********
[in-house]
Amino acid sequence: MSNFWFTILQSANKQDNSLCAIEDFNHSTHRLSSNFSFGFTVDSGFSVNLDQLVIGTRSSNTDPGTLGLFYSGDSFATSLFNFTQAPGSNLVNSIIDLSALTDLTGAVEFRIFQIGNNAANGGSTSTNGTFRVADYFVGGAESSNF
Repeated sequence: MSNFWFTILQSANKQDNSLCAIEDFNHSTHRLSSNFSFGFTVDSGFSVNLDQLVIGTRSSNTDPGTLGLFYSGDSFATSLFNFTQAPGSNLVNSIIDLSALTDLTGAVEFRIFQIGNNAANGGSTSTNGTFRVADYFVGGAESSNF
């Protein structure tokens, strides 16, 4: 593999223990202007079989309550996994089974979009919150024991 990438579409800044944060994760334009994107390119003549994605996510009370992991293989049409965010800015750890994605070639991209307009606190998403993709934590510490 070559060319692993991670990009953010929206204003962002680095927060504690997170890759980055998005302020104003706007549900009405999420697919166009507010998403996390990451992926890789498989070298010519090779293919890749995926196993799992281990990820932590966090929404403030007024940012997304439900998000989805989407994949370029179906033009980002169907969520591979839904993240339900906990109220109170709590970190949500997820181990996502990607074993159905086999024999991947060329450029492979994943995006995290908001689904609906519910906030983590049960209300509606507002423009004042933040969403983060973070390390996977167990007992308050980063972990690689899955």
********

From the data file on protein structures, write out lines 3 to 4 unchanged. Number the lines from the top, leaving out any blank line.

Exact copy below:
Repeated sequence: MSNFWFTILQSANKQDNSLCAIEDFNHSTHRLSSNFSFGFTVDSGFSVNLDQLVIGTRSSNTDPGTLGLFYSGDSFATSLFNFTQAPGSNLVNSIIDLSALTDLTGAVEFRIFQIGNNAANGGSTSTNGTFRVADYFVGGAESSNF
């Protein structure tokens, strides 16, 4: 593999223990202007079989309550996994089974979009919150024991 990438579409800044944060994760334009994107390119003549994605996510009370992991293989049409965010800015750890994605070639991209307009606190998403993709934590510490 070559060319692993991670990009953010929206204003962002680095927060504690997170890759980055998005302020104003706007549900009405999420697919166009507010998403996390990451992926890789498989070298010519090779293919890749995926196993799992281990990820932590966090929404403030007024940012997304439900998000989805989407994949370029179906033009980002169907969520591979839904993240339900906990109220109170709590970190949500997820181990996502990607074993159905086999024999991947060329450029492979994943995006995290908001689904609906519910906030983590049960209300509606507002423009004042933040969403983060973070390390996977167990007992308050980063972990690689899955």